On Sunday during the NASCAR Cup Series race in New Hampshire driver Matt DiBenedetto lost nearly 10 pounds due to the extreme heat.
Right before the Foxwoods Resort Casino 301 began, temperatures reached 94 degrees outside, meaning it was a lot hotter for the drivers. Inside the car can get up to 120 or 130 degrees on a normal day, and that increases during heat waves like drivers saw on Sunday. Coupled with the gear they are wearing, the conditions can be borderline unbearable, and no, the cars do not have built in air conditioning.
Dale Earnhardt Jr. said on his podcast that he estimated that drivers lose an average of six to eight pounds per race. He noted this weight loss usually comes from water weight from the driver's preparation for the conditions but it is common for drivers to suffer from dehydration while racing.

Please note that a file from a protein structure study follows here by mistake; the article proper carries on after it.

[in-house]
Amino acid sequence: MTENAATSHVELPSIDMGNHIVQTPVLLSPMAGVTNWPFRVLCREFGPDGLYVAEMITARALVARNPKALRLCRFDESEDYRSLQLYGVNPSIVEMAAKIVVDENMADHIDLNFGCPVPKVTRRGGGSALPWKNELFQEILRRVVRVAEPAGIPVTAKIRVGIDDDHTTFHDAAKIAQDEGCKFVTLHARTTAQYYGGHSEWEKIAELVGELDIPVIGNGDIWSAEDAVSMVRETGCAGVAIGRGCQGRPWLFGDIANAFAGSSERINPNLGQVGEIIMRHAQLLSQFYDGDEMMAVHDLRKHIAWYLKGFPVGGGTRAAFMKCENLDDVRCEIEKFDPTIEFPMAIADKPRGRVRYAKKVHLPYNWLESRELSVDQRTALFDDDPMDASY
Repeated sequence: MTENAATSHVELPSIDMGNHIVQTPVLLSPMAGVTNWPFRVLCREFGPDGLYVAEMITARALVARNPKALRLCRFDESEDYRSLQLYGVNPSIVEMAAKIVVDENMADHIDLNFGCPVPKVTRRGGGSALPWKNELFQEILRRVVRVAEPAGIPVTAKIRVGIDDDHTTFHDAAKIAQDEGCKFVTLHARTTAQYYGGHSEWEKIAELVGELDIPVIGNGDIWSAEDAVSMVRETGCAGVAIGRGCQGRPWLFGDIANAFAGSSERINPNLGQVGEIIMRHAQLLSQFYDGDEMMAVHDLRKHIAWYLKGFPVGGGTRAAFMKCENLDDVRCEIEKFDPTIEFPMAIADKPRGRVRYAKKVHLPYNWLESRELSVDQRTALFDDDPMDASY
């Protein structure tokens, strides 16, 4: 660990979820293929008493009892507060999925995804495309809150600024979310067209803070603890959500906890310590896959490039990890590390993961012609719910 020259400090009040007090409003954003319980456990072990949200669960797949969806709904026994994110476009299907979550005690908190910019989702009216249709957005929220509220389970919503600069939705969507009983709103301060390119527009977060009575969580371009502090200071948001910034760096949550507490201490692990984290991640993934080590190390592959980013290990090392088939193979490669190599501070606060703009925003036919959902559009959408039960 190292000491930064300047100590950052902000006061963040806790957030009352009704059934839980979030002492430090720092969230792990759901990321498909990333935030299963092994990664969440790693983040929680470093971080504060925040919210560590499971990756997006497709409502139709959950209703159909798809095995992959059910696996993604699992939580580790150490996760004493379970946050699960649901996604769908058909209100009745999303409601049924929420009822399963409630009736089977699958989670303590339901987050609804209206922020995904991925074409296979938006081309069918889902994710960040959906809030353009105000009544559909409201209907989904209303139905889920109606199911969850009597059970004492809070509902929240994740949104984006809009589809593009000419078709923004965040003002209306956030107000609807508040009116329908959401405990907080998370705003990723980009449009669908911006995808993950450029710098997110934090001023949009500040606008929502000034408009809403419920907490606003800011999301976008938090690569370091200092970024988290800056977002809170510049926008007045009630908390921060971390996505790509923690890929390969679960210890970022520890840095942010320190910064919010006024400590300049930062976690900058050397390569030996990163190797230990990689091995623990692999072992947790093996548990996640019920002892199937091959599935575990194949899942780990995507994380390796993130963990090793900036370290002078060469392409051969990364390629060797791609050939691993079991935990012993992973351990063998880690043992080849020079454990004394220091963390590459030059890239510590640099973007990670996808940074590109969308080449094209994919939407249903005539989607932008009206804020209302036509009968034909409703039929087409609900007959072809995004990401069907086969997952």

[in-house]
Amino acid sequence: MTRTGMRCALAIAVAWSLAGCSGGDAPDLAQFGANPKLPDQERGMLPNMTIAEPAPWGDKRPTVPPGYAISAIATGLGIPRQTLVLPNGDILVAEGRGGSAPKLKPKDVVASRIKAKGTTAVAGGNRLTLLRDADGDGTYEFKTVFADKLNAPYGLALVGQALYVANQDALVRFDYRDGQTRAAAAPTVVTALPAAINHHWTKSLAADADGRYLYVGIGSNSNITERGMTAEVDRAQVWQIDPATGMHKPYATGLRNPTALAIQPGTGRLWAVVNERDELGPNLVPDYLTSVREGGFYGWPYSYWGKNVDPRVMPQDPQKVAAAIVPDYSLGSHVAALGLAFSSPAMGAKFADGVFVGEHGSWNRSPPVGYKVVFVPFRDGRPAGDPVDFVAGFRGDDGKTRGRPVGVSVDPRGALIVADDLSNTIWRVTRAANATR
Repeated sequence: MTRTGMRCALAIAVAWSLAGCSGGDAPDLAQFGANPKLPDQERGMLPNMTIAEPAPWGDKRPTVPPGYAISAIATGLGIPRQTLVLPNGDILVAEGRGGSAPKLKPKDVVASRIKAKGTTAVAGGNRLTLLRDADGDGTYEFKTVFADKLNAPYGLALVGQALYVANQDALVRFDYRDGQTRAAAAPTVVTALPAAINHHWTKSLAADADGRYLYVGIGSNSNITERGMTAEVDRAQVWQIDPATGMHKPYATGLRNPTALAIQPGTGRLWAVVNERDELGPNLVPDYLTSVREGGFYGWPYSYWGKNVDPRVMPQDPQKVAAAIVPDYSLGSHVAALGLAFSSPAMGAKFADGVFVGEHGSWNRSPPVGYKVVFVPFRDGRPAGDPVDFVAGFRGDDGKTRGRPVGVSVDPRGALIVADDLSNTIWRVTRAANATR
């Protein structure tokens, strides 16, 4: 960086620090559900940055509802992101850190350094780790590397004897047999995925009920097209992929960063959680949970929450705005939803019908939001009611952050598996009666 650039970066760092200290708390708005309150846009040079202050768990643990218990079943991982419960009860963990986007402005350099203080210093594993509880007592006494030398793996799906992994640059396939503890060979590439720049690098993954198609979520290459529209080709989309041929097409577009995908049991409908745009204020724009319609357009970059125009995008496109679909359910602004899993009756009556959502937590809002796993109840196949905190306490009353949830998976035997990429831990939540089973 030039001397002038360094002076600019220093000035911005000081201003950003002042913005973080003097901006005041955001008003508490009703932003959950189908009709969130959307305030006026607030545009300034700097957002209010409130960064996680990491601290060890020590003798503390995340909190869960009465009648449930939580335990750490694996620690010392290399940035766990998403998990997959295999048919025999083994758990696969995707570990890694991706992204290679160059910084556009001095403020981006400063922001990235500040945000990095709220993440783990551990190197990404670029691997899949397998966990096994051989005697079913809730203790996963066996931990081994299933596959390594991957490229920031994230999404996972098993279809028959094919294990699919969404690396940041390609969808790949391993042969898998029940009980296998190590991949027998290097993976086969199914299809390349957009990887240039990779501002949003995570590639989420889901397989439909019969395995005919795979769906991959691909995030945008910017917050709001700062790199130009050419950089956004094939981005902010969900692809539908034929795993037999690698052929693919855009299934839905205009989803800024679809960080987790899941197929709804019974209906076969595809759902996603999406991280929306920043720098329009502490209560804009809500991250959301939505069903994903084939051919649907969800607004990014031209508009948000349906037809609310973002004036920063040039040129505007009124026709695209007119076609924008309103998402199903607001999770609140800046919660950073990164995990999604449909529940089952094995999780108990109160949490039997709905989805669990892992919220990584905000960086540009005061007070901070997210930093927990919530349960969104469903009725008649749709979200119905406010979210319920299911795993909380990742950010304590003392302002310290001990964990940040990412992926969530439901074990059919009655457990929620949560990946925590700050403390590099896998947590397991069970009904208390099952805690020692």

Making it through the race and the extreme temperatures requires endurance from those on the track. Drivers are also dealing with G-forces that wear on the body and 130-degree turns while going 200 miles per hour.
Even for physically fit drivers like DiBenedetto, the race increases your heart rate significantly.
Landon Cassill, another fit driver who did a half-marathon just days before the Daytona 500, had a maximum heart rate of 173 beats per minute during Sunday's race.
DiBenedetto finished fifth and Cassill came in 26th at the New Hampshire race.
Former NASCAR driver now FOX Sports analyst Jamie McMurray said his average heart rate after a race in New Hampshire was comparable to his heart rate during a 100-mile cycling race up a mountain.
The race on Sunday proved just how difficult it is for drivers and how the conditions of a race affect the body.
Kevin Harvick picked up his first win of the season at the Foxwoods Resort Casino 301.